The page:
PilotDavid Harris

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While he could easily pass for white with his light skin and green eyes, Harris was proud of his Black heritage, and wouldn’t allow anyone to mistake him for white. In college, he was rejected by the military’s ROTC program because he was Black. He kept applying anyway, and was finally accepted, and rose to Cadet Colonel. He joined the U.S. Air Force because he wanted to fly. He did: B-47 and B-52 bombers. But he got so tired of housing discrimination — even though he was an officer — he gave up on the military after six years and hoped to fly airliners, emboldened by the passage of the 1964 Civil Rights Act. He was honorably discharged as a captain.

Harris in a 1960s promotional shot. (American Airlines)

On his applications to the airlines, Harris still wrote on the applications, “I’m married, I have two children and I’m black.” Some airlines didn’t even reply. All the others rejected him, except one called him in for an interview: American Airlines, headquartered in Texas. Harris started the interview by telling the Chief Pilot he was Black. “This is American Airlines and we don’t care if you’re black, white or chartreuse,” the Chief replied. “We only want to know, can you fly the plane?” He certainly could, so they hired him. It was December 3, 1964, two days after leaving the Air Force, and Harris became the first Black pilot hired by any major U.S. airline. A bit less than three years later, he was promoted to Captain, another first in the U.S.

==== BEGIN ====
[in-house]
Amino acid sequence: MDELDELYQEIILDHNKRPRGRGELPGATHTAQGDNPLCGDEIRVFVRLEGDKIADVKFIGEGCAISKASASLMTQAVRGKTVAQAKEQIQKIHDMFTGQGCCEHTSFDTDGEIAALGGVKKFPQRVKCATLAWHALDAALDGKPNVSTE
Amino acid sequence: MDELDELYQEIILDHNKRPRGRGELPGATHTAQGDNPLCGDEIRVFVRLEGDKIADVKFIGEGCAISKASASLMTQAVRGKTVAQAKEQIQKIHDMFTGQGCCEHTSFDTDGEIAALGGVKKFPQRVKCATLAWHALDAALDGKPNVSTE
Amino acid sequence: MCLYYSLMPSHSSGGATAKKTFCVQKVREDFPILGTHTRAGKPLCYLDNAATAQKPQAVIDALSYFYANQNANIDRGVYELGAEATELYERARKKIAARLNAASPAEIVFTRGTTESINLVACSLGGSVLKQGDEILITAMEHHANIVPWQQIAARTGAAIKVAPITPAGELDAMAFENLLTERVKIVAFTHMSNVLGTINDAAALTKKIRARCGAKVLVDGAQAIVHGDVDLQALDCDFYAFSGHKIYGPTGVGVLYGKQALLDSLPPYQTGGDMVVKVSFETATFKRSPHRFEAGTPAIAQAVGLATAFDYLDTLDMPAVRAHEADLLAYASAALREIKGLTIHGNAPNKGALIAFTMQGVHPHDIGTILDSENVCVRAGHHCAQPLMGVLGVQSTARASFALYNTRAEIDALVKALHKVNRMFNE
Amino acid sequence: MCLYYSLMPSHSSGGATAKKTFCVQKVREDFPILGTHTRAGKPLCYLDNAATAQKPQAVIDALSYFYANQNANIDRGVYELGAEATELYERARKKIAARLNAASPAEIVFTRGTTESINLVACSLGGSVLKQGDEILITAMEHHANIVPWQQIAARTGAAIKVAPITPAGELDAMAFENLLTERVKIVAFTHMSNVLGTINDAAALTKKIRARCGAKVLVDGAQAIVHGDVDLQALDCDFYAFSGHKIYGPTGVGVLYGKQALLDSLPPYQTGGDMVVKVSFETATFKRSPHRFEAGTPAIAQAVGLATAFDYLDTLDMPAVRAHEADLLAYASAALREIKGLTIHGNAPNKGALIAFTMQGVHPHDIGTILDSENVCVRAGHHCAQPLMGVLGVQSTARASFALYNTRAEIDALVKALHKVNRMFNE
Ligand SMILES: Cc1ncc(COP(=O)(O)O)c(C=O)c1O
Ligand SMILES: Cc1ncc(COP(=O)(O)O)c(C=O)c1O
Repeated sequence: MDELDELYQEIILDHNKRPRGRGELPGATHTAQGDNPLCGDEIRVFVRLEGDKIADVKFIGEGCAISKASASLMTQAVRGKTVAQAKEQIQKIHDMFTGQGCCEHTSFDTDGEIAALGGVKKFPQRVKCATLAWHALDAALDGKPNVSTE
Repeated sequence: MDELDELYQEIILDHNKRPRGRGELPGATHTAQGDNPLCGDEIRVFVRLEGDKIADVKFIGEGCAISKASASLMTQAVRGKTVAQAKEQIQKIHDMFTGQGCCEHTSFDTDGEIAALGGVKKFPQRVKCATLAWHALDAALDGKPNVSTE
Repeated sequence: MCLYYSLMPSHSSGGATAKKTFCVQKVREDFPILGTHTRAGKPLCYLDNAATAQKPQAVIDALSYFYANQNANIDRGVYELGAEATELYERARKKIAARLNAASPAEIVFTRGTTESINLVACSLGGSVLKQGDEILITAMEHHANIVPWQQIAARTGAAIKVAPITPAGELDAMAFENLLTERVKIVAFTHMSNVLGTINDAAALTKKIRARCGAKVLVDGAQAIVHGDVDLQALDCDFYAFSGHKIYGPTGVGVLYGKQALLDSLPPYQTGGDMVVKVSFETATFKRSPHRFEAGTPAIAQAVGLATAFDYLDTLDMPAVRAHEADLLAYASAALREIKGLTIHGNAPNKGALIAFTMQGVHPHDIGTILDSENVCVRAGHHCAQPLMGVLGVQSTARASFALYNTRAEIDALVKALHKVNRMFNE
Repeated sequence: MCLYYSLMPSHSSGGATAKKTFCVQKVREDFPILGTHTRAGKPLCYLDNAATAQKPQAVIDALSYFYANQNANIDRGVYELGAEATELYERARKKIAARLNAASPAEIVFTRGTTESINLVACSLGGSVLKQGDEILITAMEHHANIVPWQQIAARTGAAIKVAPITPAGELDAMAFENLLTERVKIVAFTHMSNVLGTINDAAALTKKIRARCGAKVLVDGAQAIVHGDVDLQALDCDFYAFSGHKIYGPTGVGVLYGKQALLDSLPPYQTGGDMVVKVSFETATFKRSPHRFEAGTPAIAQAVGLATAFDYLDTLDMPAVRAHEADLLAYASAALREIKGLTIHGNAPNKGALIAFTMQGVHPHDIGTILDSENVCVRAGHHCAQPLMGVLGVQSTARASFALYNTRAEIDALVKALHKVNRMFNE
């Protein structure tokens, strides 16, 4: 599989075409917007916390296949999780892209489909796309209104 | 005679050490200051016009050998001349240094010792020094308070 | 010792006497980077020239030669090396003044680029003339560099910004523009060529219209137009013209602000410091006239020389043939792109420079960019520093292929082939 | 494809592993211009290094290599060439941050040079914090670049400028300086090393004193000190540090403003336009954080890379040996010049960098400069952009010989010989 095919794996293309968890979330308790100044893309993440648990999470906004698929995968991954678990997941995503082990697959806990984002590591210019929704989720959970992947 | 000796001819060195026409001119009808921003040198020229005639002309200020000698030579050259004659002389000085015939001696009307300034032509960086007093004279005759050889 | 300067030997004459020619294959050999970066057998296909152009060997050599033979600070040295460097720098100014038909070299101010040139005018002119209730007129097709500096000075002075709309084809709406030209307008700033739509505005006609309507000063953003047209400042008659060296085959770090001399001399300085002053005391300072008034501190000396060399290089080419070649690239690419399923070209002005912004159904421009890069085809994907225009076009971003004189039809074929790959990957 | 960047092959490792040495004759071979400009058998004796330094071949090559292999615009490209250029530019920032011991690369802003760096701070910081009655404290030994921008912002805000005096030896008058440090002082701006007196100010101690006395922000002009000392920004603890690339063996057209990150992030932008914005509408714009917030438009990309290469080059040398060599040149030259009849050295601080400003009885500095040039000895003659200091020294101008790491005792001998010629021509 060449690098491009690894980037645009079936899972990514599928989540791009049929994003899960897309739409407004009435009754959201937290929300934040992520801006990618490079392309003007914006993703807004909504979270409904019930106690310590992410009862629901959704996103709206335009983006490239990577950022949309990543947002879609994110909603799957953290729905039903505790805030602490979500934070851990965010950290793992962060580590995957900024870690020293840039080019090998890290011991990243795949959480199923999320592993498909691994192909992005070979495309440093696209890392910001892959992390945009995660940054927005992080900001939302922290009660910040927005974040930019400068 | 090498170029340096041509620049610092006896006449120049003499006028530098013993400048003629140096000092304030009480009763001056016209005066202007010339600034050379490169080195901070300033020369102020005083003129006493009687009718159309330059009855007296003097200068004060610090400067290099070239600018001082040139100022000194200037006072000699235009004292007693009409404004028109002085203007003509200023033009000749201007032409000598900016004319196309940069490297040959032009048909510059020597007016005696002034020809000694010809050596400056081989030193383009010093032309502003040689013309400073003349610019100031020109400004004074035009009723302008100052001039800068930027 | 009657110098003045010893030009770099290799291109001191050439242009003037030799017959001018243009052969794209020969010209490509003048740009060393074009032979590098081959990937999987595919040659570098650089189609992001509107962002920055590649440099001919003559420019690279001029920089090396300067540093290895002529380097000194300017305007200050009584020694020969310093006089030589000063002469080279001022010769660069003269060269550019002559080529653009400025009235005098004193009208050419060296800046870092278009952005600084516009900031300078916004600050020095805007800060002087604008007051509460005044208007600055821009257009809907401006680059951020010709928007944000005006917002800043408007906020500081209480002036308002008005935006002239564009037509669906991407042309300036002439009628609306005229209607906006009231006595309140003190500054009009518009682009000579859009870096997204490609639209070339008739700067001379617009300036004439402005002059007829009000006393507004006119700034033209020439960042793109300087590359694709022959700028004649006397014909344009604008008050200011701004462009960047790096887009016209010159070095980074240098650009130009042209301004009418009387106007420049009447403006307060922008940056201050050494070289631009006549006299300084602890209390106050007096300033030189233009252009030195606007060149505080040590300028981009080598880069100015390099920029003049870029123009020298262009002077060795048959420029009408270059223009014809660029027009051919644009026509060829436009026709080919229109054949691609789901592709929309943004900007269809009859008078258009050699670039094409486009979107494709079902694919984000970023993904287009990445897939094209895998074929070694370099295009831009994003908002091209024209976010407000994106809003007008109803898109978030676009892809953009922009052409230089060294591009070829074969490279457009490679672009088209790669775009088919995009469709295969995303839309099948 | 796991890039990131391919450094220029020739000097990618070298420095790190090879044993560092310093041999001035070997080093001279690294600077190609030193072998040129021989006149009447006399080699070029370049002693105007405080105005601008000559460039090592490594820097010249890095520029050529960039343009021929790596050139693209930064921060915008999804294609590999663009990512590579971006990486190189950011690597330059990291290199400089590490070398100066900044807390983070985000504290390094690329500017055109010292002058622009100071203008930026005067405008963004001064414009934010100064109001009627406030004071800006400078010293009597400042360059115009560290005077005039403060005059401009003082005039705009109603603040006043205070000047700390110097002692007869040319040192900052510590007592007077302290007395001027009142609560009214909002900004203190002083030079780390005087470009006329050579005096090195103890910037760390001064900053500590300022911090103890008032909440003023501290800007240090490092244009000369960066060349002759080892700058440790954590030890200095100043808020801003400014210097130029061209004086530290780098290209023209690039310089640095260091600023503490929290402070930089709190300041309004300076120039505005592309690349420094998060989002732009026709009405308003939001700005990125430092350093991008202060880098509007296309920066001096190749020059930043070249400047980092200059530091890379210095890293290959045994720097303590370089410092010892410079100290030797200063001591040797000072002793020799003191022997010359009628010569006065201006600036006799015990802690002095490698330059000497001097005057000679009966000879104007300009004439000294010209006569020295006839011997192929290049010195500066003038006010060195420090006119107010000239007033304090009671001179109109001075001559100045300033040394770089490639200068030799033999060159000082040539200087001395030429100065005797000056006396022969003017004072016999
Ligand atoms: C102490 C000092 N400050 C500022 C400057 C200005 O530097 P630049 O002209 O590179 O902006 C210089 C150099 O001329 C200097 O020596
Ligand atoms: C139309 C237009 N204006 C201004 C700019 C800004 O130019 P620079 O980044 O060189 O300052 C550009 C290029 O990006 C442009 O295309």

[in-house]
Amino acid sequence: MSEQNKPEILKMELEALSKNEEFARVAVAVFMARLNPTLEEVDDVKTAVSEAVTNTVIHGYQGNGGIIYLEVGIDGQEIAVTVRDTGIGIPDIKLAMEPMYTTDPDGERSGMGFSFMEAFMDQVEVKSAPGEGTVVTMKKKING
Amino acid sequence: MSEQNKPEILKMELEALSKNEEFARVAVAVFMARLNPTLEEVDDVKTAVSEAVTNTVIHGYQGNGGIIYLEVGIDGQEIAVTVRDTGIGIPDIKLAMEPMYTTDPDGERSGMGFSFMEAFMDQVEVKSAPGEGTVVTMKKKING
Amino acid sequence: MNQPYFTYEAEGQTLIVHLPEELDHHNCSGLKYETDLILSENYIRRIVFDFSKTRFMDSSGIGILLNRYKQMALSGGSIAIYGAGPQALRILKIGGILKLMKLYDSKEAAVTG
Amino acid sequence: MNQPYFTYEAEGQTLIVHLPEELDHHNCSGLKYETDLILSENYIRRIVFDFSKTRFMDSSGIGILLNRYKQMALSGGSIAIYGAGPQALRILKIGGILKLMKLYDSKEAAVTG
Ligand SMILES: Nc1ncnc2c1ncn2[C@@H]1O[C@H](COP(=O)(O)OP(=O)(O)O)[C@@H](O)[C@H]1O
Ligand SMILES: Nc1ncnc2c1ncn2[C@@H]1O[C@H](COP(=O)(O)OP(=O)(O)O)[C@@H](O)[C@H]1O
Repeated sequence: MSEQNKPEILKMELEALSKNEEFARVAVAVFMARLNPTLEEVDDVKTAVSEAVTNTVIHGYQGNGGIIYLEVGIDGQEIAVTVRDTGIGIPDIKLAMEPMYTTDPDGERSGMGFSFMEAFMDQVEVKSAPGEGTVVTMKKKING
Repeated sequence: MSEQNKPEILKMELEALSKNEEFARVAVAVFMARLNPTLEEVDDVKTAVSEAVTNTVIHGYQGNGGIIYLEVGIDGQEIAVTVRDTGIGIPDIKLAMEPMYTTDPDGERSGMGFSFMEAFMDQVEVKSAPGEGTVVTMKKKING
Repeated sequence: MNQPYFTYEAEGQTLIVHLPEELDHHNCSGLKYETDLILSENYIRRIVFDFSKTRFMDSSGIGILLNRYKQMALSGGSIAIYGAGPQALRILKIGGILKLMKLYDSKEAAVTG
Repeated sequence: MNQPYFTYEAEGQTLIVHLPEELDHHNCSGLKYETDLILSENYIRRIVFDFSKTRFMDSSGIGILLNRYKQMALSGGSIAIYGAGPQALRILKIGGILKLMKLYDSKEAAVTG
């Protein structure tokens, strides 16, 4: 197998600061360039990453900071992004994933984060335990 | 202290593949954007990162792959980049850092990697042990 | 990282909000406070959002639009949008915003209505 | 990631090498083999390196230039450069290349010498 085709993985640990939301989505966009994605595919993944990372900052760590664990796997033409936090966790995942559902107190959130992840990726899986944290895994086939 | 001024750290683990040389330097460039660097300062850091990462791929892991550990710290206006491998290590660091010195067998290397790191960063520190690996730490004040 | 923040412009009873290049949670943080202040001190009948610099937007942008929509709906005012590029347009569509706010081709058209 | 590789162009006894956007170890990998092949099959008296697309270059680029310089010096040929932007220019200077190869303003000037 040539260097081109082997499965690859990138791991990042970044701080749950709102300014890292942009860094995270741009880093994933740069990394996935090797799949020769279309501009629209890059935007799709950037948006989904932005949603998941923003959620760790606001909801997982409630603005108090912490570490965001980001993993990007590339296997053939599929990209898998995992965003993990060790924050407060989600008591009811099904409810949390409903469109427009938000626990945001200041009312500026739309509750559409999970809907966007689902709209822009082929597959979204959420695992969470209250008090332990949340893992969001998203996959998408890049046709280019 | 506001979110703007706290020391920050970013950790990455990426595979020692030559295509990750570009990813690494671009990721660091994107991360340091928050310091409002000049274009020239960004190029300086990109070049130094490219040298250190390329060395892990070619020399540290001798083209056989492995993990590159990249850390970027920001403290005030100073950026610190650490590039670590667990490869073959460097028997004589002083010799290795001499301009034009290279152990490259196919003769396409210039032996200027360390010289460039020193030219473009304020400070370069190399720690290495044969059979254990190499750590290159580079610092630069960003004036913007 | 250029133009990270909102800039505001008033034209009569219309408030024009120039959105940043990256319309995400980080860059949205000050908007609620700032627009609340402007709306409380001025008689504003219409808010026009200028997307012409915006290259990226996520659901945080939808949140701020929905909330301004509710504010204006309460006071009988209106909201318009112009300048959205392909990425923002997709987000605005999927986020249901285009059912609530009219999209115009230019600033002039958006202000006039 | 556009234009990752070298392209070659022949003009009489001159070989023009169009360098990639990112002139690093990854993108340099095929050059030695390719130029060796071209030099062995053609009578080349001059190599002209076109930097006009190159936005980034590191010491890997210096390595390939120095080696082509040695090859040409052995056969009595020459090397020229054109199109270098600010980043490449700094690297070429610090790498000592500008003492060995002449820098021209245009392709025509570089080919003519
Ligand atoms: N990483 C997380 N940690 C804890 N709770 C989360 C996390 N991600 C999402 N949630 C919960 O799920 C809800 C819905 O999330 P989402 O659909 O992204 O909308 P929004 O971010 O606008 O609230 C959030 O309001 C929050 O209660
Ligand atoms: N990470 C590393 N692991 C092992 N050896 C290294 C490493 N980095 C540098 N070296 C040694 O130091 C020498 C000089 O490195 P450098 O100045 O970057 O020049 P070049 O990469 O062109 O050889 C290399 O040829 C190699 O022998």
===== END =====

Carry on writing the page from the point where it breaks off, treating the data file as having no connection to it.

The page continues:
He wasn’t given piddly regional assignments. Harris piloted a number of different aircraft, including the Boeing 747, Boeing 727, Boeing 767, the Airbus A300, the Douglas DC-6, the Douglas DC-7, the Lockheed L-188 Electra, the BAC One-Eleven, and the McDonnell Douglas MD-11, the latter American Airlines’ largest aircraft at the time of his retirement, in 1994 after 30 years. “I would have done it another 30 years had I not grown old,” Harris said. “It’s the greatest job in the world. I flew and flew and flew and was ready to fly more in my life.”

The “Soul Patrol” — the first all-Black airline flight deck crew: (L-R) Harris, First Officer Jim Greene, and Flight Engineer Sam Samuels. All held the rank of Captain at American. (American Airlines)

Once established, Harris worked to mentor other people — particularly Black men and women — who wanted to fly. He proudly posed for a photo of another American Airlines first: the first all-Black flight deck crew, dubbed the “Soul Patrol”: Harris, First Officer Jim Greene, and Flight Engineer Sam Samuels. “Reaching back and helping others to succeed,” Harris said, “that’s what I’d like for my legacy to be.” American Airlines is proud to have led the industry. “Capt. Harris opened the doors and inspired countless Black pilots to pursue their dreams to fly,” CEO Robert Isom said in a statement. “We will honor his legacy by ensuring we continue to create access and opportunities for careers in aviation for those who otherwise might not know it’s possible.”

In 1967, Harris heard civil rights leader and National Urban League executive director Whitney Young was on his plane. Harris stepped out of the cockpit to introduce himself to Young, and thanked him for helping African Americans get jobs in various fields, including aviation. Four years later, Young drowned at a conference in Africa. Young’s wife, Margaret, asked American Airlines to locate the pilot Young met years earlier. She wanted him to fly her husband’s remains back to the United States. American Airlines offered an all-African-American flight and cabin crew, but Margaret refused. “That’s not the way of the Urban League. It should be black and white together.” American honored her wishes, with Harris piloting.

Harris, wearing his American Airlines pilot wings in 2022. (American Airlines)